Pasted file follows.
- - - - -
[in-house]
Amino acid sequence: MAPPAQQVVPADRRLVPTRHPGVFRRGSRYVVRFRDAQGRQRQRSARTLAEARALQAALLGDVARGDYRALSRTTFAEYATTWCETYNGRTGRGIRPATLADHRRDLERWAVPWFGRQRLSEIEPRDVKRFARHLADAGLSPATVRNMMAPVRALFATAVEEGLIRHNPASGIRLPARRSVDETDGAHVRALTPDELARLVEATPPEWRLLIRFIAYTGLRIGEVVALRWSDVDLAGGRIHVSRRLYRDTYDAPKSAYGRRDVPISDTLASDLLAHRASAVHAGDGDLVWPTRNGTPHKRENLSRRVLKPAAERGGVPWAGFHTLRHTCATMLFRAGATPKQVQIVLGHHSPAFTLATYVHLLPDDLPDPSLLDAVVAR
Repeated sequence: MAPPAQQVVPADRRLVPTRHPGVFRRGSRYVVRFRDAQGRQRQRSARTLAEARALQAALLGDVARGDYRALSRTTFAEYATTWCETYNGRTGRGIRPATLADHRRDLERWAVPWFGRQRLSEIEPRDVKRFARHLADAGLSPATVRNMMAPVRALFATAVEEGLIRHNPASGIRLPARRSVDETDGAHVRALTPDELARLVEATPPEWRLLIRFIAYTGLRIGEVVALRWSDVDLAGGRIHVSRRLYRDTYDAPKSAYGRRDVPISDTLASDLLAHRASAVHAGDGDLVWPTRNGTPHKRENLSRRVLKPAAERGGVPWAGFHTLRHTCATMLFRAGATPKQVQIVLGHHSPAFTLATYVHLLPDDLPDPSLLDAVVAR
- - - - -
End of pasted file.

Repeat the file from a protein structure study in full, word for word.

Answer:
[in-house]
Amino acid sequence: MAPPAQQVVPADRRLVPTRHPGVFRRGSRYVVRFRDAQGRQRQRSARTLAEARALQAALLGDVARGDYRALSRTTFAEYATTWCETYNGRTGRGIRPATLADHRRDLERWAVPWFGRQRLSEIEPRDVKRFARHLADAGLSPATVRNMMAPVRALFATAVEEGLIRHNPASGIRLPARRSVDETDGAHVRALTPDELARLVEATPPEWRLLIRFIAYTGLRIGEVVALRWSDVDLAGGRIHVSRRLYRDTYDAPKSAYGRRDVPISDTLASDLLAHRASAVHAGDGDLVWPTRNGTPHKRENLSRRVLKPAAERGGVPWAGFHTLRHTCATMLFRAGATPKQVQIVLGHHSPAFTLATYVHLLPDDLPDPSLLDAVVAR
Repeated sequence: MAPPAQQVVPADRRLVPTRHPGVFRRGSRYVVRFRDAQGRQRQRSARTLAEARALQAALLGDVARGDYRALSRTTFAEYATTWCETYNGRTGRGIRPATLADHRRDLERWAVPWFGRQRLSEIEPRDVKRFARHLADAGLSPATVRNMMAPVRALFATAVEEGLIRHNPASGIRLPARRSVDETDGAHVRALTPDELARLVEATPPEWRLLIRFIAYTGLRIGEVVALRWSDVDLAGGRIHVSRRLYRDTYDAPKSAYGRRDVPISDTLASDLLAHRASAVHAGDGDLVWPTRNGTPHKRENLSRRVLKPAAERGGVPWAGFHTLRHTCATMLFRAGATPKQVQIVLGHHSPAFTLATYVHLLPDDLPDPSLLDAVVAR